In the greatest display of breast-beating since Louis Renault collected his gambling winnings, comics fans are astonished at this Times of London column. And not entirely without reason; nominally a response to the Sin City film, the piece amounts to little more than an attack on comics readers. Author Kevin Maher claims to expose "the frank and masturbatory hatred of women that is fundamental to any understanding of the comic-book geek," as if this were news and not well-burnished stereotype.
Unfortunately, the reaction is even more risible than the article. Mark Millar's forum has started a letter-writing campaign, which leads to the high comedy of Alex de Campi (an old IANTB favorite) criticizing another writer for "a bad, unresearched attempt at self-aggrandisement via contrarianism." She's right about the research, but I might take the line more seriously if de Campi's own letter didn't end with a plug for her two comics. (Christ, even Mark Millar had the tact to identify himself simply as "writer, Marvel Comics"... when you're biting at opportunities for self-promotion that Millar would pass on, it's time to take a long hard look in the mirror.) Still, it's not as wacky as a bunch of guys who liked the rape-for-laughs fest that was Millar's Wanted complaining that comics really aren't misogynist, no sir, not at all.
And you know I couldn't let this well-meaning comment go:
Seriously though, I consider myself a bit of a feminist and I think I may have learned that perspective from comics. Storm (an African Goddess leading the best-selling comic team book for years), Jean Grey (most powerful character in the Marvel U sacrificing herself before harming anyone else), Wonder Woman (an ambassador of peace), Pre-Crisis Supergirl (an amazing character who eventually sacrifices herself for the betterment of all reality), Gail and Miho (two of the most uncompromising female characters in comics), Jenny Sparks (one who is trying whatever the cost to make the world a better place) and the list goes on and on...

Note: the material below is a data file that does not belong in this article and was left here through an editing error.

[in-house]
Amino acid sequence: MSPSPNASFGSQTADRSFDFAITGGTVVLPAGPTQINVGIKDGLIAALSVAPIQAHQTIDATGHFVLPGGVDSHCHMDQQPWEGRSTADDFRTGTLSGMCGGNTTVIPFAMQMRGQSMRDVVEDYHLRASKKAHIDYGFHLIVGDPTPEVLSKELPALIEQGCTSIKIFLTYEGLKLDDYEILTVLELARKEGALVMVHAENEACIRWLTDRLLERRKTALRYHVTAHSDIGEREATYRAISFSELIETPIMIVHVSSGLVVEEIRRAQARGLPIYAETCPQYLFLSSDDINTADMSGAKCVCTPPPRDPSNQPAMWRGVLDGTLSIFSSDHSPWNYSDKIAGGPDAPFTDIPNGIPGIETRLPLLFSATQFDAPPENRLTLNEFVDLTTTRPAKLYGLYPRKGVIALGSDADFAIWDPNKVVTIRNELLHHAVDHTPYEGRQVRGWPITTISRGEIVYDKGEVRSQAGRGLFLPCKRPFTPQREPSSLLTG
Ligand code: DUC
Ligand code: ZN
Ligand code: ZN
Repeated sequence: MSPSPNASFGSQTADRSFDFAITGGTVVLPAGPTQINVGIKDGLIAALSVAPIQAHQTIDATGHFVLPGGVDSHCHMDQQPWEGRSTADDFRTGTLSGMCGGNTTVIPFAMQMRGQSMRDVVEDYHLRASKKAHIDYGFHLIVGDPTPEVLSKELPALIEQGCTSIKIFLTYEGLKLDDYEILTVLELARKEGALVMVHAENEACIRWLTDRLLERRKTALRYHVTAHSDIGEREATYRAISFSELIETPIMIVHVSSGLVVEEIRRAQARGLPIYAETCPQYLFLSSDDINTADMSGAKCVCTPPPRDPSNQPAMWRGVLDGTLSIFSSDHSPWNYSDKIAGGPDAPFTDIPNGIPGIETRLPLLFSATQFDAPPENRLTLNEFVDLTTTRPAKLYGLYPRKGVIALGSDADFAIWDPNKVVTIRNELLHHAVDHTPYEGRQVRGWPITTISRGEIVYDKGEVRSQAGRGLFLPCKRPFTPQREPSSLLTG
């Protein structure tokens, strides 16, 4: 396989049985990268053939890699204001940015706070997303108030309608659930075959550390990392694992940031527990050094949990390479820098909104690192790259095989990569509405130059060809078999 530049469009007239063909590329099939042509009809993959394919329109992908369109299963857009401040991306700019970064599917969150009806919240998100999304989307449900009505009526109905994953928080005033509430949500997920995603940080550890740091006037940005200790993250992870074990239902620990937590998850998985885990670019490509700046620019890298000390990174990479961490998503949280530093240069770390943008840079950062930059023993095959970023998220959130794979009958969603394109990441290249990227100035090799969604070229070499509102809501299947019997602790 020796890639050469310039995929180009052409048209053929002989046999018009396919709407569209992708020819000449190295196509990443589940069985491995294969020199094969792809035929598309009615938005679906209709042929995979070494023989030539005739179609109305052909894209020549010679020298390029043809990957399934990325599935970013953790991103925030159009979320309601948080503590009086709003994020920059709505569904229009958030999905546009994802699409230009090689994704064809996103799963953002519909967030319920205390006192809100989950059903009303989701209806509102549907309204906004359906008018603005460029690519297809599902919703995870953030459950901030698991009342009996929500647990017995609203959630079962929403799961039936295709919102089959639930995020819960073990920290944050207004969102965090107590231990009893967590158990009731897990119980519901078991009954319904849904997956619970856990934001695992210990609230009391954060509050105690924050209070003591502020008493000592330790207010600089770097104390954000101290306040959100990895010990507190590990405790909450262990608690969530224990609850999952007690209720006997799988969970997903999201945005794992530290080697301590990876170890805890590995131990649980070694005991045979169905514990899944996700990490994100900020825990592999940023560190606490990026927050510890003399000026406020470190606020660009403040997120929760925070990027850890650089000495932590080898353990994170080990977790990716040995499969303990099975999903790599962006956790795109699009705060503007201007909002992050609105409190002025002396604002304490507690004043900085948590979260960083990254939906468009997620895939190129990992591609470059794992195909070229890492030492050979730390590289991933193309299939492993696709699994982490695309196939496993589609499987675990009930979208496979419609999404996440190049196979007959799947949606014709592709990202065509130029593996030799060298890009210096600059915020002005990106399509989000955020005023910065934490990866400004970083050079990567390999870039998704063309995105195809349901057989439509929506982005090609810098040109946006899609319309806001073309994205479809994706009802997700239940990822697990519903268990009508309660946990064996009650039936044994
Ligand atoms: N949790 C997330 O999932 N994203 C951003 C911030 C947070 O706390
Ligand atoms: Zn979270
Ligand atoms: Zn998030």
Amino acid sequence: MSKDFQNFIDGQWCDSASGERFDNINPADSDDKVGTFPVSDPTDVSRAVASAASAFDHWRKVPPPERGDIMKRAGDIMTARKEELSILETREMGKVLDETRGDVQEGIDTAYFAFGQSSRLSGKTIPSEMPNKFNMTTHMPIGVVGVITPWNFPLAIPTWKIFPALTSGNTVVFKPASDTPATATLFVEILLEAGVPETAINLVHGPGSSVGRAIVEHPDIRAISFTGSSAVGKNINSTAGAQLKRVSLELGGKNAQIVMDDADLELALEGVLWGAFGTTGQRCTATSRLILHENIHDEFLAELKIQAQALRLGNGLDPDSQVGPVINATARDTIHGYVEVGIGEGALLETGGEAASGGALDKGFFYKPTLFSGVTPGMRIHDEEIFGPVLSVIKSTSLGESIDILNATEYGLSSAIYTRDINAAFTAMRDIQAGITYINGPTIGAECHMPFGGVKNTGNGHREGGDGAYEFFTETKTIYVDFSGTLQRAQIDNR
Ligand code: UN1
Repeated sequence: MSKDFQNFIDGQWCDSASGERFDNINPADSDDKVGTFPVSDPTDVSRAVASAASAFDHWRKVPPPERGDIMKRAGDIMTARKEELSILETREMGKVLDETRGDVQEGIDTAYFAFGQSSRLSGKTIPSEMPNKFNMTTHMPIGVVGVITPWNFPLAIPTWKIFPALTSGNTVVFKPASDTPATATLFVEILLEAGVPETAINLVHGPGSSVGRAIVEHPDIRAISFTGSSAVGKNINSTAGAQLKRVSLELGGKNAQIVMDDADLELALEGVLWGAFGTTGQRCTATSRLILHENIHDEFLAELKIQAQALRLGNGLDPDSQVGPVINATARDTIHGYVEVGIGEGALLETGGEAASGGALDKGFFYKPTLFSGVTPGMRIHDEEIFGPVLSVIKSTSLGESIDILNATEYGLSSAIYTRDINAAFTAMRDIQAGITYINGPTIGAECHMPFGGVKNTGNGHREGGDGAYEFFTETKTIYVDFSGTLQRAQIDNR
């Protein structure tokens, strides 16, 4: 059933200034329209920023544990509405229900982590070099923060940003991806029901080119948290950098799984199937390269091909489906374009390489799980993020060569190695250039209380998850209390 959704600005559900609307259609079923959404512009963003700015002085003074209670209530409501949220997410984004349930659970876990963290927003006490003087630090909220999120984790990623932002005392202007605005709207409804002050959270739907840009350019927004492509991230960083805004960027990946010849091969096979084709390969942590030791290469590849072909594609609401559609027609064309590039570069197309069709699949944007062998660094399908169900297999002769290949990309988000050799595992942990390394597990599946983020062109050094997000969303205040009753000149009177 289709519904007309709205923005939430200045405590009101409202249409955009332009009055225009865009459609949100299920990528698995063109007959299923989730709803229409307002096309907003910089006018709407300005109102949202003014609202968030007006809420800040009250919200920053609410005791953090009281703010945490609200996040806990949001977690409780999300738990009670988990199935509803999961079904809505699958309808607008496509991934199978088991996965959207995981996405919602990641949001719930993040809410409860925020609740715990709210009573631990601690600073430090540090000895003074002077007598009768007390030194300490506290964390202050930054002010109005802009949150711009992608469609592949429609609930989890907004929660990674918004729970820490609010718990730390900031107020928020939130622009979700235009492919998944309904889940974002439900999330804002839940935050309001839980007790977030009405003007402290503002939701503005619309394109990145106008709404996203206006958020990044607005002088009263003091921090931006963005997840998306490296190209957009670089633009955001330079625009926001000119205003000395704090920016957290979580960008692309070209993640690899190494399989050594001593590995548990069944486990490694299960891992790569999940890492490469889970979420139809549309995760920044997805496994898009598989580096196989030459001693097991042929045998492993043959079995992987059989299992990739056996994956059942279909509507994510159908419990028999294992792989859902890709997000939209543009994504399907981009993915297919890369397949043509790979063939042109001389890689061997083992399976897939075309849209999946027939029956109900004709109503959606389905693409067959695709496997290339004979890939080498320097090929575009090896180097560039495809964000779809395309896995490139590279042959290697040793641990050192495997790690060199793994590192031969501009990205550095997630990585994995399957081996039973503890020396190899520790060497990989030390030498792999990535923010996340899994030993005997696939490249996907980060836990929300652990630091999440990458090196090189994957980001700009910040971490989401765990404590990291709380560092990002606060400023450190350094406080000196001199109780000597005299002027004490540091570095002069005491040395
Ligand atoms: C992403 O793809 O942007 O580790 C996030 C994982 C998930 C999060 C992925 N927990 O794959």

Of course, the fact that half this list is dead doesn't mean a thing. Comics, misogynist? The devil you say! I find it incredibly amusing, by the way, that one of the creators outraged fans are summoning to defend comics is Gail Simone, originator of this list. (Which, one Fanboy Rampage commenter notices, Kevin Maher appears to plagiarize.)
The Times column gets a lot wrong, mostly in its desire to generalize from one unpleasant movie out to an entire art form and an entire audience. But before comics fans get in an uproar about Maher's pot-shots, maybe we should consider that the comics themselves hand him plenty of ammunition.
And on a related note, I'd appreciate it if fanboys would stop pretending they can excuse the excesses of Sin City by claiming it's "noir." Film noir has its stereotyped, punished women, but unless we uncover a director's cut of Double Indemnity in which Phyllis Dietrichson gets cannibalized and Barton Keys feeds Walter Neff to a dog, Sin City doesn't even inhabit the same universe - it's about as noir as Abu Ghraib. With works like this and the much-publicized Identity Crisis acting as comics' most high-profile representatives to the general public, is it any wonder that we get hatchet-jobs like Maher's?
(A tip of the hat to Fanboy Rampage, which provided the links and some spot-on comments.)